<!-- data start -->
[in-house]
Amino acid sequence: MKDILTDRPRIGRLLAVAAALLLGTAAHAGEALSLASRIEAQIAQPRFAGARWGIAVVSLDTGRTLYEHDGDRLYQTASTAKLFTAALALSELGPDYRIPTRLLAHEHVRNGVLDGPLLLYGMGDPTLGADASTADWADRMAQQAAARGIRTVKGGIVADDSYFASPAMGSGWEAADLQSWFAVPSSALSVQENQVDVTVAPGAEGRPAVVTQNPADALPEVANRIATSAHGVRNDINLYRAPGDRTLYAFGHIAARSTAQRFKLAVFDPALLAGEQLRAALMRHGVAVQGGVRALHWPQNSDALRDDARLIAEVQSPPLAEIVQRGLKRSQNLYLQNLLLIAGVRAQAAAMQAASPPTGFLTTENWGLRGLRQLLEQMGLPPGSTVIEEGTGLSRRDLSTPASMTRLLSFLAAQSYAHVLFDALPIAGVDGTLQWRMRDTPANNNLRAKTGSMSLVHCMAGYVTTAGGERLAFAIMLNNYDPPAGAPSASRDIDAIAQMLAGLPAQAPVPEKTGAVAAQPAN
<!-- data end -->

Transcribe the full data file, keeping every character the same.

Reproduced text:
[in-house]
Amino acid sequence: MKDILTDRPRIGRLLAVAAALLLGTAAHAGEALSLASRIEAQIAQPRFAGARWGIAVVSLDTGRTLYEHDGDRLYQTASTAKLFTAALALSELGPDYRIPTRLLAHEHVRNGVLDGPLLLYGMGDPTLGADASTADWADRMAQQAAARGIRTVKGGIVADDSYFASPAMGSGWEAADLQSWFAVPSSALSVQENQVDVTVAPGAEGRPAVVTQNPADALPEVANRIATSAHGVRNDINLYRAPGDRTLYAFGHIAARSTAQRFKLAVFDPALLAGEQLRAALMRHGVAVQGGVRALHWPQNSDALRDDARLIAEVQSPPLAEIVQRGLKRSQNLYLQNLLLIAGVRAQAAAMQAASPPTGFLTTENWGLRGLRQLLEQMGLPPGSTVIEEGTGLSRRDLSTPASMTRLLSFLAAQSYAHVLFDALPIAGVDGTLQWRMRDTPANNNLRAKTGSMSLVHCMAGYVTTAGGERLAFAIMLNNYDPPAGAPSASRDIDAIAQMLAGLPAQAPVPEKTGAVAAQPAN